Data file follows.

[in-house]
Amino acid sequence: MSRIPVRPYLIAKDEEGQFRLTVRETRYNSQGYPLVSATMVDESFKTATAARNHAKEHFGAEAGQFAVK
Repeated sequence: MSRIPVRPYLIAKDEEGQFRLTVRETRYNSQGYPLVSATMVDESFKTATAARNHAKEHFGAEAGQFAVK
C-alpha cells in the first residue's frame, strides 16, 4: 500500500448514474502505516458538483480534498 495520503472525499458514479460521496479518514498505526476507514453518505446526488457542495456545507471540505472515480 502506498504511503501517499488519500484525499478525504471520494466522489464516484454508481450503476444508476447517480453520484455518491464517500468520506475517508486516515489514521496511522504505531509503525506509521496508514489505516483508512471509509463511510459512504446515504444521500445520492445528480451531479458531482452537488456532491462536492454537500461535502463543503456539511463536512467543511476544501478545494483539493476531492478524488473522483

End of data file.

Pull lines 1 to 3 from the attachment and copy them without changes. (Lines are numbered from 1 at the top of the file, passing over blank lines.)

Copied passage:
[in-house]
Amino acid sequence: MSRIPVRPYLIAKDEEGQFRLTVRETRYNSQGYPLVSATMVDESFKTATAARNHAKEHFGAEAGQFAVK
Repeated sequence: MSRIPVRPYLIAKDEEGQFRLTVRETRYNSQGYPLVSATMVDESFKTATAARNHAKEHFGAEAGQFAVK